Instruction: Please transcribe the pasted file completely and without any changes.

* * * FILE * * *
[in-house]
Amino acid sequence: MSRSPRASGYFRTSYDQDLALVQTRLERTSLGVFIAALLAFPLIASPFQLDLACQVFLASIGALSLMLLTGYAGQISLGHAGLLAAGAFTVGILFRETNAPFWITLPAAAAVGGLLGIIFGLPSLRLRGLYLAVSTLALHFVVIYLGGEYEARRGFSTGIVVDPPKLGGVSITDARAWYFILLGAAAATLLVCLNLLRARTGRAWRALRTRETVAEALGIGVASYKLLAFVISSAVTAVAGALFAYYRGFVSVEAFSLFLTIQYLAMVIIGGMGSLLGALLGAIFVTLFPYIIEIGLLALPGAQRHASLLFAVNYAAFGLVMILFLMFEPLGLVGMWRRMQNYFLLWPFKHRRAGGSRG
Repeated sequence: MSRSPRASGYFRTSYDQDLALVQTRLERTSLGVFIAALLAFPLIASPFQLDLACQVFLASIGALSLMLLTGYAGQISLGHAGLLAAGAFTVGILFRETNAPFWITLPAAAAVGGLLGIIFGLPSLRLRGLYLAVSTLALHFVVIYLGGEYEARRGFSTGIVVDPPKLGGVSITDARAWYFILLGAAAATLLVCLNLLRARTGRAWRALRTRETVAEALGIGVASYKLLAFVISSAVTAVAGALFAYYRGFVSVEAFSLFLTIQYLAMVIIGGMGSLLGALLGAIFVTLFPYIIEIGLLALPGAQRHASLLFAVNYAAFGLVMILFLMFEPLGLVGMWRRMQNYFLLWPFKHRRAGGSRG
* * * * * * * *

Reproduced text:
[in-house]
Amino acid sequence: MSRSPRASGYFRTSYDQDLALVQTRLERTSLGVFIAALLAFPLIASPFQLDLACQVFLASIGALSLMLLTGYAGQISLGHAGLLAAGAFTVGILFRETNAPFWITLPAAAAVGGLLGIIFGLPSLRLRGLYLAVSTLALHFVVIYLGGEYEARRGFSTGIVVDPPKLGGVSITDARAWYFILLGAAAATLLVCLNLLRARTGRAWRALRTRETVAEALGIGVASYKLLAFVISSAVTAVAGALFAYYRGFVSVEAFSLFLTIQYLAMVIIGGMGSLLGALLGAIFVTLFPYIIEIGLLALPGAQRHASLLFAVNYAAFGLVMILFLMFEPLGLVGMWRRMQNYFLLWPFKHRRAGGSRG
Repeated sequence: MSRSPRASGYFRTSYDQDLALVQTRLERTSLGVFIAALLAFPLIASPFQLDLACQVFLASIGALSLMLLTGYAGQISLGHAGLLAAGAFTVGILFRETNAPFWITLPAAAAVGGLLGIIFGLPSLRLRGLYLAVSTLALHFVVIYLGGEYEARRGFSTGIVVDPPKLGGVSITDARAWYFILLGAAAATLLVCLNLLRARTGRAWRALRTRETVAEALGIGVASYKLLAFVISSAVTAVAGALFAYYRGFVSVEAFSLFLTIQYLAMVIIGGMGSLLGALLGAIFVTLFPYIIEIGLLALPGAQRHASLLFAVNYAAFGLVMILFLMFEPLGLVGMWRRMQNYFLLWPFKHRRAGGSRG